Engineering Journal Article Downloads → Strengthening of Existing Composite Beams Using LRFD Procedures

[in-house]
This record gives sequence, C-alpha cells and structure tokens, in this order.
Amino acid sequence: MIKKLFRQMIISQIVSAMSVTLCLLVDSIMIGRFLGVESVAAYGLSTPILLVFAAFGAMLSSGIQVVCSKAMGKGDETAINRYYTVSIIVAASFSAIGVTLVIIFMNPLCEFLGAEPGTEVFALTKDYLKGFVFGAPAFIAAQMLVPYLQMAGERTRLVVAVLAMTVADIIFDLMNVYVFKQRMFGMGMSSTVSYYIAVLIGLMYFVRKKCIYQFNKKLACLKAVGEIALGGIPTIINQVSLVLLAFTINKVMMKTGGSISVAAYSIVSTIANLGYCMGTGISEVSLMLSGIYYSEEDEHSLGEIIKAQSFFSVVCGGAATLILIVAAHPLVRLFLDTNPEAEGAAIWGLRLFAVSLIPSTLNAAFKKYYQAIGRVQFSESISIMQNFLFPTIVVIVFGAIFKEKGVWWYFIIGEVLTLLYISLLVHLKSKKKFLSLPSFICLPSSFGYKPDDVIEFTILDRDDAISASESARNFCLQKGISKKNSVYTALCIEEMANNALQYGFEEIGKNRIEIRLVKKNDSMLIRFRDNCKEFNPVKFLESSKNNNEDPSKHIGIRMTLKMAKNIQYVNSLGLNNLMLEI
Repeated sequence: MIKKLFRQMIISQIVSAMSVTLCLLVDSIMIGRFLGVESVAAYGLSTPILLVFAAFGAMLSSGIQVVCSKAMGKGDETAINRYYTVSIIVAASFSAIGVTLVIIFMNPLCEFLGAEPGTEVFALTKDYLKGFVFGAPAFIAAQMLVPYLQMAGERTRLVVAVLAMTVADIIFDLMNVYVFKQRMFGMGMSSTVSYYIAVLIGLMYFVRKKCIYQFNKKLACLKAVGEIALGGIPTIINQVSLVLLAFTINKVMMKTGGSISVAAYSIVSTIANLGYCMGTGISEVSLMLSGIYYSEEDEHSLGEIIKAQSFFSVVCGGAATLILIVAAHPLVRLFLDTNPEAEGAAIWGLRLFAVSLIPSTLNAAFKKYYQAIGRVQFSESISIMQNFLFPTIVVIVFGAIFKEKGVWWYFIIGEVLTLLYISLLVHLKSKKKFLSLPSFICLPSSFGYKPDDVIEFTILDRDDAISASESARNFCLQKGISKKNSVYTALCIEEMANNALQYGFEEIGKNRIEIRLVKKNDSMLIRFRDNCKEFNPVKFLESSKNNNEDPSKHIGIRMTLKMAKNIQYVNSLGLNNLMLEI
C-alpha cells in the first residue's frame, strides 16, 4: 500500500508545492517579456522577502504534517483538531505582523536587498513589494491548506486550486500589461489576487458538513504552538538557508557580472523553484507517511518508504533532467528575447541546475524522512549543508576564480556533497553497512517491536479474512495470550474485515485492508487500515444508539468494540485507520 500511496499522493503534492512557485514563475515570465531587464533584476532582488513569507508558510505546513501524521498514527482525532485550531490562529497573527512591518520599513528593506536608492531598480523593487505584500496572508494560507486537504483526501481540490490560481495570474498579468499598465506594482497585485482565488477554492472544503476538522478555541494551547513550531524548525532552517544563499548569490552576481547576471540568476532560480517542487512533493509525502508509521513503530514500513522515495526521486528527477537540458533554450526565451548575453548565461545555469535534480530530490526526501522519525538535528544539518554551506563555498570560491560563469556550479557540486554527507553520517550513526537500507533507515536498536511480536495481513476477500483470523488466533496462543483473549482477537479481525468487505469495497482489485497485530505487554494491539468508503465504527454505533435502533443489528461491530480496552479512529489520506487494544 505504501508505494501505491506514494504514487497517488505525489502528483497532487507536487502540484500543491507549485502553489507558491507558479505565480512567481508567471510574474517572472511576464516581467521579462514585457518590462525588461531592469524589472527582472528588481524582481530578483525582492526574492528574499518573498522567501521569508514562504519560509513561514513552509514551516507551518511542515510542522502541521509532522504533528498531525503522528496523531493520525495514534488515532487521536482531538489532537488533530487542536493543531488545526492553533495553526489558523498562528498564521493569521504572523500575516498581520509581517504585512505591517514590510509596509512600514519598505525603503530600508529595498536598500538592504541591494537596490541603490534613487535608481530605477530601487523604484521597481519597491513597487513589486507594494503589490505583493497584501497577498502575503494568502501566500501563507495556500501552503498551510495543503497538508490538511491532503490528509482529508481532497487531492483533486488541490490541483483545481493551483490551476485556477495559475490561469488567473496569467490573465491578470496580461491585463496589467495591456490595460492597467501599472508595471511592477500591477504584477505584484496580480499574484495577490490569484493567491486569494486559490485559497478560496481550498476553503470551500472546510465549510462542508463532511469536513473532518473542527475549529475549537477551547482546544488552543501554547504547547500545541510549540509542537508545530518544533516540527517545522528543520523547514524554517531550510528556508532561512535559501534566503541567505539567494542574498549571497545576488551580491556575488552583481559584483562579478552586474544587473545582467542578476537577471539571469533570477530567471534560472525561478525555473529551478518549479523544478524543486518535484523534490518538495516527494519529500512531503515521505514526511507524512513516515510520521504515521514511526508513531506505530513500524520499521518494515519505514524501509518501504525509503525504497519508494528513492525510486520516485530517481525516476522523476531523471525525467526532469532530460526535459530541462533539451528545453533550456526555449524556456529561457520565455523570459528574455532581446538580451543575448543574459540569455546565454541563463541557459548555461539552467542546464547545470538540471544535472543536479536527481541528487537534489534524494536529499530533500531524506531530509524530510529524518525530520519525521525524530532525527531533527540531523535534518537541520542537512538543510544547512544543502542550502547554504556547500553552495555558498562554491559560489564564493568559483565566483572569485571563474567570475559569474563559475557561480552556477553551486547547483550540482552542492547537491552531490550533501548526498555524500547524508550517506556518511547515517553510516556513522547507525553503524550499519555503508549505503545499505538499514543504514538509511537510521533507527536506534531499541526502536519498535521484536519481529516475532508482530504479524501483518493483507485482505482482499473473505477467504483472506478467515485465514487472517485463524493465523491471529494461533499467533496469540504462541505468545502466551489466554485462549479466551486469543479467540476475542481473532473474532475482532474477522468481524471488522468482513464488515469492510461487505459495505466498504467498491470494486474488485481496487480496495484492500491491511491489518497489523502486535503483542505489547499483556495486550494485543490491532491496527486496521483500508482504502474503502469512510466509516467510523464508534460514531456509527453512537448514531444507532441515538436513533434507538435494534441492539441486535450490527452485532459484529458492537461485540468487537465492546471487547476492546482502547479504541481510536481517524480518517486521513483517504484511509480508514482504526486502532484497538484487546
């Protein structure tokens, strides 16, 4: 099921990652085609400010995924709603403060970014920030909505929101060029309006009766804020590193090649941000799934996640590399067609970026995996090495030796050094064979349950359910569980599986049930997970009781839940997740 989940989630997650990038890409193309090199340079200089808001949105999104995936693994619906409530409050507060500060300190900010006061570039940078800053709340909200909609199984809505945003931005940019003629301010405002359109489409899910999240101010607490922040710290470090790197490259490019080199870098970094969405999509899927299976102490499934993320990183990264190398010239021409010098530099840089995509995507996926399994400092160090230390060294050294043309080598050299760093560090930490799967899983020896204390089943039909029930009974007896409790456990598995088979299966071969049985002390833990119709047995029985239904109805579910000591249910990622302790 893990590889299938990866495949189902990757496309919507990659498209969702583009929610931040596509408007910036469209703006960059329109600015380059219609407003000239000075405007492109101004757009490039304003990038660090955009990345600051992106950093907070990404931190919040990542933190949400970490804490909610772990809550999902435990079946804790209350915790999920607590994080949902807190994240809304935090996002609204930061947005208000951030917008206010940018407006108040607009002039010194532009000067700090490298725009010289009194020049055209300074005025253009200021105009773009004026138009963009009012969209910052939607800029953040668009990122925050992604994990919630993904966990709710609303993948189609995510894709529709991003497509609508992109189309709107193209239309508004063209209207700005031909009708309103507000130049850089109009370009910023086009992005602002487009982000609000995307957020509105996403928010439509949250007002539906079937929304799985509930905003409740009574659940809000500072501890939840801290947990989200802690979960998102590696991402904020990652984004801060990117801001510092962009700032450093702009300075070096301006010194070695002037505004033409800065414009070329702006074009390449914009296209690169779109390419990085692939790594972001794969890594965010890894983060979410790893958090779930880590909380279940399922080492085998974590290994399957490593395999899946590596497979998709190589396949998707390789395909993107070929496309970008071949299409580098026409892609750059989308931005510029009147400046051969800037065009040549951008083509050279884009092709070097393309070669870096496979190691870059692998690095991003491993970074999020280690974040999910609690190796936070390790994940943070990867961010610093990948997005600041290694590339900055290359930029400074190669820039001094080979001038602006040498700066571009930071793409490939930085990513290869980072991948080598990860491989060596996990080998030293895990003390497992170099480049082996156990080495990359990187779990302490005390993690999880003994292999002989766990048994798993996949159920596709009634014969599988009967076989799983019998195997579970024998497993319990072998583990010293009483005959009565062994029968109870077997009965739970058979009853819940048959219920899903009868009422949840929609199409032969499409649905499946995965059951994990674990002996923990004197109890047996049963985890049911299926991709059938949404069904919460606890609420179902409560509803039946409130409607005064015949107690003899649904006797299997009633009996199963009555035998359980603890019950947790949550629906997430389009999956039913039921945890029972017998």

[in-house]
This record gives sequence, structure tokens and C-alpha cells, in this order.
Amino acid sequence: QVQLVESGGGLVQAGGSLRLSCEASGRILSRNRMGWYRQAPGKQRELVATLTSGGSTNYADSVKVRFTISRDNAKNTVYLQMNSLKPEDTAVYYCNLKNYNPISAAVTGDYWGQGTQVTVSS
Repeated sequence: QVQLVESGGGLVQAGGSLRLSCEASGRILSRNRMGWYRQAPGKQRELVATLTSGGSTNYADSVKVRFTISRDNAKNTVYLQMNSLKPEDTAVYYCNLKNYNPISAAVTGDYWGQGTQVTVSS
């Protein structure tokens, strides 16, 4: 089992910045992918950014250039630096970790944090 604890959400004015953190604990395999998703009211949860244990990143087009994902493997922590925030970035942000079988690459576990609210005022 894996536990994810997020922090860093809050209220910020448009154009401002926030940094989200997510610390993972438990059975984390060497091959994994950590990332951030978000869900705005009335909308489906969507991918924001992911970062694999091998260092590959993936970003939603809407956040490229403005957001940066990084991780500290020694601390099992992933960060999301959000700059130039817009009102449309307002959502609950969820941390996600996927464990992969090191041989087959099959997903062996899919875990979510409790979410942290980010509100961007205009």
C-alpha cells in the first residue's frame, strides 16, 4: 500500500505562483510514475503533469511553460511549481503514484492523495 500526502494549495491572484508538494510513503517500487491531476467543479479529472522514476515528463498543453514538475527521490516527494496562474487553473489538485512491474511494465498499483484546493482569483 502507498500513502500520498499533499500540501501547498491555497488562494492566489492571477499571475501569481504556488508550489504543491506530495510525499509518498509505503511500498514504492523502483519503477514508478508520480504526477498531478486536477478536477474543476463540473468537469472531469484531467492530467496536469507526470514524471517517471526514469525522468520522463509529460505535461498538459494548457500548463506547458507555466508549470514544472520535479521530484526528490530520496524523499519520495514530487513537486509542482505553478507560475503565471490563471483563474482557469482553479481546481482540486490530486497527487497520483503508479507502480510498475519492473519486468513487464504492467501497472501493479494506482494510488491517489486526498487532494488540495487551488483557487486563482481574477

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Many times, the load carrying capacity of an existing composite steel floor beam needs to be increased beyond its original design capacity due to a change in occupancy use classification or the addition of a localized heavy load. For example, this situation occurs frequently in an office building that was initially designed using a live load of 50 pounds per square foot where a tenant wants to locate a library that requires a live load of 150 pounds per square foot. Or perhaps a tenant would like to place a very heavy object in a certain location that is beyond the capacity of the existing floor framing. One of the many advantages of a steel framed structure is the relative ease and economy of the addition of reinforcing to the existing members to increase their load carrying capacity. There are several techniques available to the designer for adding reinforcement to an existing steel beam. Perhaps the most often used solution is to weld a steel shape to the bottom of the beam. This paper deals with the addition of either a flat steel plate or a WT section to the bottom of the beam to moderately increase its load carrying capacity. For a major increase in capacity, the method described in this paper could easily be extended to other reinforcing shapes. This paper describes a procedure for the rapid direct solution of the required amount of steel reinforcement to be added to a composite beam to resist a given bending moment. The solution is obtained using the design aids provided and brief hand calculations. The procedure is based on Load and Resistance Factor Design (LRFD) Theory and is applicable to composite beams designed by either Allowable Stress Design (ASD) or LRFD and with either solid concrete slabs or slabs on metal deck.